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Full Access De novis libris iudicia Images, Inscriptions and Interpretation

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De novis libris iudicia Images, Inscriptions and Interpretation

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image of Mnemosyne

A recent collection of papers focusing on the relationship between inscriptions and the images they accompany postulates a great variety in subjective ‘reader/viewer response’ and underlines discrepancies between texts and images. Inscriptions are believed to complicate rather than elucidate representations and to have been set up to pose challenges to readers. However, many of the examples selected are exceptional in one way or another. As a rule inscriptions intend to provide authoritative information to readers prepared to accept it as such. Inscriptions anchor floating images, investing the general with the specific and consequently serving an hermeneutic purpose. The ambit of ‘reader/viewer response’ tends to be inversely proportional to the amount of inscribed text, though with exceptions admitted: its room is potentially enlarged, first with the lapse of time, and secondly with inscriptions meant to be read in private space, especially in a sympotic context. The reconstruction of responses to inscribed images should start from (more or less) contemporary sources rather than modern viewers’ speculations. What is known of ancient reader/viewer reception in the domestic sphere (inter alia the ekphrasis of paintings in Lucian’s De domo) suggests that texts may have been subjected to several types of variatio and paintings may have elicited subject-orientated comments devoid of ingenious associations.

Affiliations: 1: Universiteit Leiden, Instituut voor Geschiedenis Doelensteeg 16, 2311 VL Leiden The Netherlands, Email: r.a.tybout@hum.leidenuniv.nl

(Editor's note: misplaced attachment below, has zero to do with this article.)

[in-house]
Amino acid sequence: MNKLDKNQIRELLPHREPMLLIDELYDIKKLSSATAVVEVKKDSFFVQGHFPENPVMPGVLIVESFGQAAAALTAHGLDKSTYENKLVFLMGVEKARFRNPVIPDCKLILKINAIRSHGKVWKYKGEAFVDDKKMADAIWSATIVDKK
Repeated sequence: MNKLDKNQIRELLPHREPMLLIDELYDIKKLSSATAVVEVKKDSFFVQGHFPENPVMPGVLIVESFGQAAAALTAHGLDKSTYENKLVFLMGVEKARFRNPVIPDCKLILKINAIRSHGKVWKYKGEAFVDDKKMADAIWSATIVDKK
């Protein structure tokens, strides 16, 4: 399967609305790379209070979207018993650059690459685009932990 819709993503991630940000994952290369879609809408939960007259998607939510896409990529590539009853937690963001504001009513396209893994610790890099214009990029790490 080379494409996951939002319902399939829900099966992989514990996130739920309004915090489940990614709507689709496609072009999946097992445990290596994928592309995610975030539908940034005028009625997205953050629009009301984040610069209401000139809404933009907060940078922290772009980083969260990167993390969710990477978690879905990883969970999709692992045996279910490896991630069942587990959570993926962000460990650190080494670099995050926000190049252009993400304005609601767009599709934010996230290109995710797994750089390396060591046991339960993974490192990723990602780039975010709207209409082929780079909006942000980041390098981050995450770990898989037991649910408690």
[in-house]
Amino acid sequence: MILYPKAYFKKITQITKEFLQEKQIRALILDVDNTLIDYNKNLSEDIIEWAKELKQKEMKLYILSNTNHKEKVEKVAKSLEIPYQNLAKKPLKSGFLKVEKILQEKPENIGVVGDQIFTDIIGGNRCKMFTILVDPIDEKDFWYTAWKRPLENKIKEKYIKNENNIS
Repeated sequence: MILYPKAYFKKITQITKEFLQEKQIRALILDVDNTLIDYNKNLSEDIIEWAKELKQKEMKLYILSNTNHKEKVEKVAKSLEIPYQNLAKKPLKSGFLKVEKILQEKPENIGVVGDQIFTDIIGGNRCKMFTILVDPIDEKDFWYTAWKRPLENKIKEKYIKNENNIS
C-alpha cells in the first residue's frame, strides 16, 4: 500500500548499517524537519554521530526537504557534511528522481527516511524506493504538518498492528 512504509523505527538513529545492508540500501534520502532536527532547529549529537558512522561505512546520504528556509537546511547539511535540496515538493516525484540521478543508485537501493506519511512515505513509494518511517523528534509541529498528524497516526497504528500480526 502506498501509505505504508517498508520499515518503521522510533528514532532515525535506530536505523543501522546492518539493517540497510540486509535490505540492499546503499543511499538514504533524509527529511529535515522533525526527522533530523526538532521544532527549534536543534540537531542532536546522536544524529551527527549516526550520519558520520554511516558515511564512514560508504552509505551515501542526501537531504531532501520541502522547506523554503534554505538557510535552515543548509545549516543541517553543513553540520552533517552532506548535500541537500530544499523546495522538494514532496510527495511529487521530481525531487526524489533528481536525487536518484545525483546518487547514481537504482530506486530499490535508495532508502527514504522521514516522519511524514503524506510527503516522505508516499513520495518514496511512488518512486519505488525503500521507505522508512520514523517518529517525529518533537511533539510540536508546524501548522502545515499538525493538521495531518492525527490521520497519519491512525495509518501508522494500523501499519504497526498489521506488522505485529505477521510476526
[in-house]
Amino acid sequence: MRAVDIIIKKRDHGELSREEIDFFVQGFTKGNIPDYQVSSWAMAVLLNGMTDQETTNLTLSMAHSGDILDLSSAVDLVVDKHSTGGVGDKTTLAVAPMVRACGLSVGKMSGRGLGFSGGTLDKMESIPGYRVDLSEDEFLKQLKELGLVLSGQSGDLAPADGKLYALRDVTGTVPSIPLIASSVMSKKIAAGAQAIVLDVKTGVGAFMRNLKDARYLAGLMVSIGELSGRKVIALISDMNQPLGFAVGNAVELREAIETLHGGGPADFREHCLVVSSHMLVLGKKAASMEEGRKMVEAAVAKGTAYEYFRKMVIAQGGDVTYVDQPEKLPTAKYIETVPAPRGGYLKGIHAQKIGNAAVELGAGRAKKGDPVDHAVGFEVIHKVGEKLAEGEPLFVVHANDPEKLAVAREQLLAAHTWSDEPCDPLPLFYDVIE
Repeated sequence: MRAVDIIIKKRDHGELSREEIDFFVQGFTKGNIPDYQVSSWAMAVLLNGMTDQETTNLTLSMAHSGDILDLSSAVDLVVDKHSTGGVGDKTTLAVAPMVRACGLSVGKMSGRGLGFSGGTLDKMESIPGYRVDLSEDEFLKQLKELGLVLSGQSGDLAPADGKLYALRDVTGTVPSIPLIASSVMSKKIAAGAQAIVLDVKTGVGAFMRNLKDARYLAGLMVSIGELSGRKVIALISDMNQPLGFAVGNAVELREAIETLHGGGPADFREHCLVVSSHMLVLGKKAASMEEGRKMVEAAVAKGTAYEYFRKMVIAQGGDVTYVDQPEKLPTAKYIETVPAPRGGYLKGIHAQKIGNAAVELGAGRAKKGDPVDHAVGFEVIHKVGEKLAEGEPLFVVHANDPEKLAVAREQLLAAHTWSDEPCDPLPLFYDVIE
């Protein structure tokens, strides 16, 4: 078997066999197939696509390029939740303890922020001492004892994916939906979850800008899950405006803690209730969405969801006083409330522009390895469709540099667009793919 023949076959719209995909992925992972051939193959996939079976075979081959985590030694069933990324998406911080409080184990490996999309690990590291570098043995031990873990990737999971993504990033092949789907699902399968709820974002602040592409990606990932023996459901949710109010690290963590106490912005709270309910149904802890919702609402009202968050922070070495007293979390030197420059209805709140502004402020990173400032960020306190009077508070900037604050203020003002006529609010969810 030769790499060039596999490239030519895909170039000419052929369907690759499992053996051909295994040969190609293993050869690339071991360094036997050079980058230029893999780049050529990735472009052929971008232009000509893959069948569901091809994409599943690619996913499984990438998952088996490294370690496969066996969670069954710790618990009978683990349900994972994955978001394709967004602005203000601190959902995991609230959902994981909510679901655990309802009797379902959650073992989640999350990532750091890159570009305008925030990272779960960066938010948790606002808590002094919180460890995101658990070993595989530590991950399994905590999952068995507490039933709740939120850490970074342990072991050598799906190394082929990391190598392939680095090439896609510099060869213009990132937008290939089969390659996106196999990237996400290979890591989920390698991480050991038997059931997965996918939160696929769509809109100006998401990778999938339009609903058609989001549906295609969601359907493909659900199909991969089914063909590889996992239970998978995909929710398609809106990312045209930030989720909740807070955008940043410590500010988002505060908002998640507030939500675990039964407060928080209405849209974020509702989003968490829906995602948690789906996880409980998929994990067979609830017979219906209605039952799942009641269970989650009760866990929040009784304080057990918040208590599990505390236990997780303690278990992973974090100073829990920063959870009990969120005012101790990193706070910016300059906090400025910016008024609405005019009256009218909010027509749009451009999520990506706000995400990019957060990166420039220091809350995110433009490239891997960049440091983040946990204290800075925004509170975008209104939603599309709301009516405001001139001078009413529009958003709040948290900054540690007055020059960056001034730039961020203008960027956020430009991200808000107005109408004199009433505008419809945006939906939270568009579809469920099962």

A recent collection of papers focusing on the relationship between inscriptions and the images they accompany postulates a great variety in subjective ‘reader/viewer response’ and underlines discrepancies between texts and images. Inscriptions are believed to complicate rather than elucidate representations and to have been set up to pose challenges to readers. However, many of the examples selected are exceptional in one way or another. As a rule inscriptions intend to provide authoritative information to readers prepared to accept it as such. Inscriptions anchor floating images, investing the general with the specific and consequently serving an hermeneutic purpose. The ambit of ‘reader/viewer response’ tends to be inversely proportional to the amount of inscribed text, though with exceptions admitted: its room is potentially enlarged, first with the lapse of time, and secondly with inscriptions meant to be read in private space, especially in a sympotic context. The reconstruction of responses to inscribed images should start from (more or less) contemporary sources rather than modern viewers’ speculations. What is known of ancient reader/viewer reception in the domestic sphere (inter alia the ekphrasis of paintings in Lucian’s De domo) suggests that texts may have been subjected to several types of variatio and paintings may have elicited subject-orientated comments devoid of ingenious associations.

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/content/journals/10.1163/156852511x505141
2011-01-01
2016-12-10

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